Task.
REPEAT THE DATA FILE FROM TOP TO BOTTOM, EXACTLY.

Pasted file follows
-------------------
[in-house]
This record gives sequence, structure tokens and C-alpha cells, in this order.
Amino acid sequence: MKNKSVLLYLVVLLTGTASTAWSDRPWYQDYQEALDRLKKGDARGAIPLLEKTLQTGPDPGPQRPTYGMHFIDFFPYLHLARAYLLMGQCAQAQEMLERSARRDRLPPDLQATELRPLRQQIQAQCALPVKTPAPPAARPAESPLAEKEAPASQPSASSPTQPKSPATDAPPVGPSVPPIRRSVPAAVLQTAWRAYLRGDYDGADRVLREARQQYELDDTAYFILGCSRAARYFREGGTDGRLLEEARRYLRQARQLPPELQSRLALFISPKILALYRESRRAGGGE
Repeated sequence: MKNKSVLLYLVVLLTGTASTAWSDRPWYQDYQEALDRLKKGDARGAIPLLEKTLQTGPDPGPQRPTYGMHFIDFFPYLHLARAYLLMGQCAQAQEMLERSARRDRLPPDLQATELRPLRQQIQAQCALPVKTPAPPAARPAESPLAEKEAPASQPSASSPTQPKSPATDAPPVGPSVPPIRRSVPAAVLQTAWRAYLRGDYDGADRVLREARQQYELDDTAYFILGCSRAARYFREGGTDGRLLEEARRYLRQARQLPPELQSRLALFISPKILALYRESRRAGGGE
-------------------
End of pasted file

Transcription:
[in-house]
This record gives sequence, structure tokens and C-alpha cells, in this order.
Amino acid sequence: MKNKSVLLYLVVLLTGTASTAWSDRPWYQDYQEALDRLKKGDARGAIPLLEKTLQTGPDPGPQRPTYGMHFIDFFPYLHLARAYLLMGQCAQAQEMLERSARRDRLPPDLQATELRPLRQQIQAQCALPVKTPAPPAARPAESPLAEKEAPASQPSASSPTQPKSPATDAPPVGPSVPPIRRSVPAAVLQTAWRAYLRGDYDGADRVLREARQQYELDDTAYFILGCSRAARYFREGGTDGRLLEEARRYLRQARQLPPELQSRLALFISPKILALYRESRRAGGGE
Repeated sequence: MKNKSVLLYLVVLLTGTASTAWSDRPWYQDYQEALDRLKKGDARGAIPLLEKTLQTGPDPGPQRPTYGMHFIDFFPYLHLARAYLLMGQCAQAQEMLERSARRDRLPPDLQATELRPLRQQIQAQCALPVKTPAPPAARPAESPLAEKEAPASQPSASSPTQPKSPATDAPPVGPSVPPIRRSVPAAVLQTAWRAYLRGDYDGADRVLREARQQYELDDTAYFILGCSRAARYFREGGTDGRLLEEARRYLRQARQLPPELQSRLALFISPKILALYRESRRAGGGE